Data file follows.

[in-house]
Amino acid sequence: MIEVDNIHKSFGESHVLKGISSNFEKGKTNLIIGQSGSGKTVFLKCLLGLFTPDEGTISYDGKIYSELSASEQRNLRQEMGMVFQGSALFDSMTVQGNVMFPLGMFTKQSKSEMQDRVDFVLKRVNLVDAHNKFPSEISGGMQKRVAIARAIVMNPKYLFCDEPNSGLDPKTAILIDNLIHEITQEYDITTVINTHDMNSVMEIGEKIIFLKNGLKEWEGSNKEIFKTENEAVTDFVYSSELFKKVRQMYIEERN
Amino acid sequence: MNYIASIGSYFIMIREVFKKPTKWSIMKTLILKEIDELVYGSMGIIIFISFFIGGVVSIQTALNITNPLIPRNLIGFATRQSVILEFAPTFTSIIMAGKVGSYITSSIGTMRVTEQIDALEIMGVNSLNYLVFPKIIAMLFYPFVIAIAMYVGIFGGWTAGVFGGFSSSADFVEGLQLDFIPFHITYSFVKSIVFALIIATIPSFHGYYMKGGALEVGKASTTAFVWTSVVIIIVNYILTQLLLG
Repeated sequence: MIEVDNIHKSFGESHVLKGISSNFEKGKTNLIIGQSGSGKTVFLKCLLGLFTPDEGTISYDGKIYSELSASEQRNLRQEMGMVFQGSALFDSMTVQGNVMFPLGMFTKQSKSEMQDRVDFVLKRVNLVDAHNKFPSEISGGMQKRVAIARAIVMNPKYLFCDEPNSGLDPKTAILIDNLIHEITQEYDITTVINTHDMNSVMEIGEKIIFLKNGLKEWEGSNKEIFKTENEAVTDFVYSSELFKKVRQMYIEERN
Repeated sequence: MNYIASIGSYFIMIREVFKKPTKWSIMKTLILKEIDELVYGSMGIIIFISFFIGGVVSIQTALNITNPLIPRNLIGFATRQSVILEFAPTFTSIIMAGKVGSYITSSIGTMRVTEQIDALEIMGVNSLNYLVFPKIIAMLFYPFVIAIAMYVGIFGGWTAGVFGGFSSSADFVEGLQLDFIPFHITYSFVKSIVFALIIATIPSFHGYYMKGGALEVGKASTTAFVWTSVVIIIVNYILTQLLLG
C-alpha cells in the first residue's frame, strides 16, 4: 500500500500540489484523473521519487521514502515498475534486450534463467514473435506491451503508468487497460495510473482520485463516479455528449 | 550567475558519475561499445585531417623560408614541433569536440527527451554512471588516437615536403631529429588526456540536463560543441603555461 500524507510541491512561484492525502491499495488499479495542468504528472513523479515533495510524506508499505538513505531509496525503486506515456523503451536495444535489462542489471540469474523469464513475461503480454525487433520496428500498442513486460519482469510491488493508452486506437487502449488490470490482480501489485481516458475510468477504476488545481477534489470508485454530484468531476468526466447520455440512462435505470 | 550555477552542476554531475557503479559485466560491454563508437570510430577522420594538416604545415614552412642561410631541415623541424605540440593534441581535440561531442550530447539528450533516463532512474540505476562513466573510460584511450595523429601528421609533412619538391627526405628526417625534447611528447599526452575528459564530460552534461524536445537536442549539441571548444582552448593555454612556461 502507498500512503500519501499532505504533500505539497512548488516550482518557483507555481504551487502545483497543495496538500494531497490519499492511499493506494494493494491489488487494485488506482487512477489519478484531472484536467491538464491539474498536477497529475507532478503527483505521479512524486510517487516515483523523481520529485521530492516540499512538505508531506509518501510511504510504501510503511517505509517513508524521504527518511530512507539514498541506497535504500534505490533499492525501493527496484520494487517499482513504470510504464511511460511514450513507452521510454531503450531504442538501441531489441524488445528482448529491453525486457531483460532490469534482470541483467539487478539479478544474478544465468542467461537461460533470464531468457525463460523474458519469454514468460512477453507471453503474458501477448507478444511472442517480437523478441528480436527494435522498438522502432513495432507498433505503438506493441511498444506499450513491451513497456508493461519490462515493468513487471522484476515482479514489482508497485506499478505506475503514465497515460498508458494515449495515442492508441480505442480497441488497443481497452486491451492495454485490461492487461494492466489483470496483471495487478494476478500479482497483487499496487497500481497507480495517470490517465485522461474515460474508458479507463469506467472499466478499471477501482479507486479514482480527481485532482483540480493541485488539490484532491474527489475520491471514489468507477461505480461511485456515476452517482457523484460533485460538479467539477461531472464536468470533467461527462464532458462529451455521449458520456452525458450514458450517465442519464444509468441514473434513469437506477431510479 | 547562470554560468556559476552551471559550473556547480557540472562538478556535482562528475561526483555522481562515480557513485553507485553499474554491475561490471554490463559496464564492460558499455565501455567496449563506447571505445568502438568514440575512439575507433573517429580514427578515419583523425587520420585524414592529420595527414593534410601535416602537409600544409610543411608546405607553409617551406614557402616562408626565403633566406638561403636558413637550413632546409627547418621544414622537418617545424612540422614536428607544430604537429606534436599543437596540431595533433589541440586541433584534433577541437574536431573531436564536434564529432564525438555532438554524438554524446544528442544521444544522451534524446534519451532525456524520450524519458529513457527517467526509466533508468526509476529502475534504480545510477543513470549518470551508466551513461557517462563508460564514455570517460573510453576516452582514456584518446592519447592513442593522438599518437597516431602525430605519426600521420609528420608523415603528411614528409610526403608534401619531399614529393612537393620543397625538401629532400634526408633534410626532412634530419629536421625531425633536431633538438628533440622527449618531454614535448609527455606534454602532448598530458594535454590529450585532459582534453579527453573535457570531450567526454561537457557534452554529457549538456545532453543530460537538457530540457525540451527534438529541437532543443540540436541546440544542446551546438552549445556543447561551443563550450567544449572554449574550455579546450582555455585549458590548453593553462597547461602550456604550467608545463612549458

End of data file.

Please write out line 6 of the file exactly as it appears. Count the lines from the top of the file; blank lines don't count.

C-alpha cells in the first residue's frame, strides 16, 4: 500500500500540489484523473521519487521514502515498475534486450534463467514473435506491451503508468487497460495510473482520485463516479455528449 | 550567475558519475561499445585531417623560408614541433569536440527527451554512471588516437615536403631529429588526456540536463560543441603555461 500524507510541491512561484492525502491499495488499479495542468504528472513523479515533495510524506508499505538513505531509496525503486506515456523503451536495444535489462542489471540469474523469464513475461503480454525487433520496428500498442513486460519482469510491488493508452486506437487502449488490470490482480501489485481516458475510468477504476488545481477534489470508485454530484468531476468526466447520455440512462435505470 | 550555477552542476554531475557503479559485466560491454563508437570510430577522420594538416604545415614552412642561410631541415623541424605540440593534441581535440561531442550530447539528450533516463532512474540505476562513466573510460584511450595523429601528421609533412619538391627526405628526417625534447611528447599526452575528459564530460552534461524536445537536442549539441571548444582552448593555454612556461 502507498500512503500519501499532505504533500505539497512548488516550482518557483507555481504551487502545483497543495496538500494531497490519499492511499493506494494493494491489488487494485488506482487512477489519478484531472484536467491538464491539474498536477497529475507532478503527483505521479512524486510517487516515483523523481520529485521530492516540499512538505508531506509518501510511504510504501510503511517505509517513508524521504527518511530512507539514498541506497535504500534505490533499492525501493527496484520494487517499482513504470510504464511511460511514450513507452521510454531503450531504442538501441531489441524488445528482448529491453525486457531483460532490469534482470541483467539487478539479478544474478544465468542467461537461460533470464531468457525463460523474458519469454514468460512477453507471453503474458501477448507478444511472442517480437523478441528480436527494435522498438522502432513495432507498433505503438506493441511498444506499450513491451513497456508493461519490462515493468513487471522484476515482479514489482508497485506499478505506475503514465497515460498508458494515449495515442492508441480505442480497441488497443481497452486491451492495454485490461492487461494492466489483470496483471495487478494476478500479482497483487499496487497500481497507480495517470490517465485522461474515460474508458479507463469506467472499466478499471477501482479507486479514482480527481485532482483540480493541485488539490484532491474527489475520491471514489468507477461505480461511485456515476452517482457523484460533485460538479467539477461531472464536468470533467461527462464532458462529451455521449458520456452525458450514458450517465442519464444509468441514473434513469437506477431510479 | 547562470554560468556559476552551471559550473556547480557540472562538478556535482562528475561526483555522481562515480557513485553507485553499474554491475561490471554490463559496464564492460558499455565501455567496449563506447571505445568502438568514440575512439575507433573517429580514427578515419583523425587520420585524414592529420595527414593534410601535416602537409600544409610543411608546405607553409617551406614557402616562408626565403633566406638561403636558413637550413632546409627547418621544414622537418617545424612540422614536428607544430604537429606534436599543437596540431595533433589541440586541433584534433577541437574536431573531436564536434564529432564525438555532438554524438554524446544528442544521444544522451534524446534519451532525456524520450524519458529513457527517467526509466533508468526509476529502475534504480545510477543513470549518470551508466551513461557517462563508460564514455570517460573510453576516452582514456584518446592519447592513442593522438599518437597516431602525430605519426600521420609528420608523415603528411614528409610526403608534401619531399614529393612537393620543397625538401629532400634526408633534410626532412634530419629536421625531425633536431633538438628533440622527449618531454614535448609527455606534454602532448598530458594535454590529450585532459582534453579527453573535457570531450567526454561537457557534452554529457549538456545532453543530460537538457530540457525540451527534438529541437532543443540540436541546440544542446551546438552549445556543447561551443563550450567544449572554449574550455579546450582555455585549458590548453593553462597547461602550456604550467608545463612549458